Both vocally and verbally, Elizabeth Fraser showed herself to be highly adept at wielding the archetypes. There were times when she seemed like Circe or Hecate, summoming unknowable entities simply with the sound of her voice. But just as with Jung, there's a danger in putting yourself so deep within the Dreamstream.
After being hospitalized for a nervous breakdown, Fraser emerged in 1994 spouting all the right therapeutic happy-talk in her interviews, but sounding completely psychotic onstage. This was all the more remarkable given the massive publicity push the band received that year, appearing on several different major TV shows.
From a 1995 Alternative Press piece:
Parenthood has clearly reordered Fraser's thinking, as has the self-examination she's undertaken since she had a nervous breakdown in 1993 while working on Four-Calendar Cafe.
"Everything ground to a halt," she explains. "I didn't know what was wrong with me." Entering a treatment facility in the U.S., she was admitted to a trauma unit and confronted both herself and those around her with some hard truths.
"I got told I was big-time co-dependent. I found out I was bulimic. I found out what I went through is called incest," she says. Deeply buried childhood memories became clearer. "You know, memories of being abused by people with no face. All you do is just cover up for those people, even while you're trying to remember."
When you're fresh off of a full-scale nervous breakdown, that's probably not the best time to go on The Tonight Show. I saw this when it first aired and was heartbroken. I had lost interest in the band at this point in time, but wasn't prepared for this kind of public meltdown. This was like watching a Saturday Night Live parody of the Cocteau Twins, only it wasn't remotely funny. Despite all of her empowerment therapy talk, Fraser seemed to be coming apart at the seams in public.
I can't help but wonder, in this moment of profound spiritual crisis was that Other Thing running the show? Fraser seems in thrall to something...no, that's not right. She doesn't even seem like she's there. And when her eyes are open in that clip she looks completely bewildered. And then the eyes shut and the weird Yoko/exotic bird noises resume completely disregarding the melody or the rhythm or the lyrics of the song.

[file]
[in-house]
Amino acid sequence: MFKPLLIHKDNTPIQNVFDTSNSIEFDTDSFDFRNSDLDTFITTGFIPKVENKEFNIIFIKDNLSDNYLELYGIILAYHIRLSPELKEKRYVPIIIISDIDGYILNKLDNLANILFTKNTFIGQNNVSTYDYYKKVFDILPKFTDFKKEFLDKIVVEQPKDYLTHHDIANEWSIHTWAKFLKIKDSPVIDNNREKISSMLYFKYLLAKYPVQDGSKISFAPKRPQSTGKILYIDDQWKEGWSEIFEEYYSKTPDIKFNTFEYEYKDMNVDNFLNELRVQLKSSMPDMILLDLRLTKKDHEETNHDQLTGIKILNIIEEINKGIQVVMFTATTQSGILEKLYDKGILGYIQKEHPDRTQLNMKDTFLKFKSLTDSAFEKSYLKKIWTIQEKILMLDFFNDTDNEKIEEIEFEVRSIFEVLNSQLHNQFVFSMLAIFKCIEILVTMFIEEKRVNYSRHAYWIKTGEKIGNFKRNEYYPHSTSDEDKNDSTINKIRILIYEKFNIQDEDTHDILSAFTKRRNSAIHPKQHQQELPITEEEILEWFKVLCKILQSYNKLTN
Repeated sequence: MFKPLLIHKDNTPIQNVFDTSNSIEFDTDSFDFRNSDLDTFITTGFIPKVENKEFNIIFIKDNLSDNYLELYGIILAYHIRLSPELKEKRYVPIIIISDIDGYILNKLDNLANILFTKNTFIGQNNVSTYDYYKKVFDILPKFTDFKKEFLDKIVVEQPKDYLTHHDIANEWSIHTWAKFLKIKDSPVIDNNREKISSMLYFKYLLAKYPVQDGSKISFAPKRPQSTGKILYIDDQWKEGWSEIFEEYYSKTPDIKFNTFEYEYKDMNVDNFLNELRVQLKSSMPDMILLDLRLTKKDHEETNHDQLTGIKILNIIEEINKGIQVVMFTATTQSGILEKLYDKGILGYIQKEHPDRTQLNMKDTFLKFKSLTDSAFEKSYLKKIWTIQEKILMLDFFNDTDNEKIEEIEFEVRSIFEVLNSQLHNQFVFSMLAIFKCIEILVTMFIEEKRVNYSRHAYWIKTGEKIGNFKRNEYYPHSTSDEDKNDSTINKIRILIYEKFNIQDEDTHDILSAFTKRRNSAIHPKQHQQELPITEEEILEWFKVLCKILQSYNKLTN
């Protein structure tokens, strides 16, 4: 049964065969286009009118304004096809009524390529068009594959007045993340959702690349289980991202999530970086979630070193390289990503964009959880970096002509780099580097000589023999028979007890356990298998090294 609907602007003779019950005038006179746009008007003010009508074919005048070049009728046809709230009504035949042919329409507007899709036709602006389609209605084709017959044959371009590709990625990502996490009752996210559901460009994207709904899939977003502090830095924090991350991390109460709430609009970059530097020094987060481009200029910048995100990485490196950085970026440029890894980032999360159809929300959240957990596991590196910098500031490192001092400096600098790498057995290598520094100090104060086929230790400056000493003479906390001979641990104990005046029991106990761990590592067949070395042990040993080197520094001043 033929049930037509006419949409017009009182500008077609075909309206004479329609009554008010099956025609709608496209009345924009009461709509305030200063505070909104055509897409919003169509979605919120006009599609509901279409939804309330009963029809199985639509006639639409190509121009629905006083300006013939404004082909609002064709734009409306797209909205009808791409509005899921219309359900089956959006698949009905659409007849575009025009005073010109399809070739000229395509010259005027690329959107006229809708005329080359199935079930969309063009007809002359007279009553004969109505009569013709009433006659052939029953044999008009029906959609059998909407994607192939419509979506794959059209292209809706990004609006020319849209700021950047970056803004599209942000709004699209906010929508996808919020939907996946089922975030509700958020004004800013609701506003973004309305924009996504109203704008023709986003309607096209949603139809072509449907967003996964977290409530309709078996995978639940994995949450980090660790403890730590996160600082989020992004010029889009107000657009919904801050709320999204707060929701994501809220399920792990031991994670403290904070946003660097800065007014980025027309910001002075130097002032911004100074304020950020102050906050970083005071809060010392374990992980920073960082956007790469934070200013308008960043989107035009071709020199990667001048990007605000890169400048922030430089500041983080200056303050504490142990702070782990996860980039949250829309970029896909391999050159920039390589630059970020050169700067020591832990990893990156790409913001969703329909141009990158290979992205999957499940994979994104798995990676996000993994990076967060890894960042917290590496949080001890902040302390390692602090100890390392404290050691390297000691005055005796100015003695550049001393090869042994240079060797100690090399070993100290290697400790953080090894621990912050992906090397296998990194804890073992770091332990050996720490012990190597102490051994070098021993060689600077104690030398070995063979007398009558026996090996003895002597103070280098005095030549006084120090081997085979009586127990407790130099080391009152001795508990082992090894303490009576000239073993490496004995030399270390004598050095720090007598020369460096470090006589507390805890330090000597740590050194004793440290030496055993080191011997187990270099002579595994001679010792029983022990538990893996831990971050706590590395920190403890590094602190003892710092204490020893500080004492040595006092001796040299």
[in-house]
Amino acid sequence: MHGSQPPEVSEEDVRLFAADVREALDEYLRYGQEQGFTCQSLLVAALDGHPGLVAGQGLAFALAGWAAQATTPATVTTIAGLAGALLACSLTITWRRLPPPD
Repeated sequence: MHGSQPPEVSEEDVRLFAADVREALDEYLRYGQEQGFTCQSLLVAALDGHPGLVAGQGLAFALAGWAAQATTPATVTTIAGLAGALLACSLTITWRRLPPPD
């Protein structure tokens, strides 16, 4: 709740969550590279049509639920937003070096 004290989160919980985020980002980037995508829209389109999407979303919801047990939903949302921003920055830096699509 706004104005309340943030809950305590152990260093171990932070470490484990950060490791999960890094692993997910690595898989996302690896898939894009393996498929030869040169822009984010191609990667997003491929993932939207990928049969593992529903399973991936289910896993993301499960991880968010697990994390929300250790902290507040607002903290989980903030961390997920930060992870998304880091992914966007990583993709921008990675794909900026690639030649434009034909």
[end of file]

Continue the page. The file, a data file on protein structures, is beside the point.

I'm not an expert on the topic (in fact I'm downright uninformed on it), but I can't imagine that "walk-ins" drop in on happy souls with pleasant lives, and nothing is more damaging to a psyche than sexual abuse. But the backstory is instructive, because I begin to see the crucial period of the Cocteau Twins as this dance between two wounded souls - Fraser and her addicted husband Robin Guthrie - channeling much deeper energies in their own way and having a profound influence on many others' lives.
No matter what beauty it manifests, a collaboration based so deeply in emotional turmoil will eventually run aground, and those energies will find new places to go. But the greater story- and the synchronistic footprints it has left- is what we have to understand and incorporate into our own lives.
Fraser would regain her voice and return to form in 1996. But as we've seen, an otherworldly tragedy would visit itself upon her the following year. And then there is this strange publicity photo that's recently surfaced, that I don't know what the hell to make of.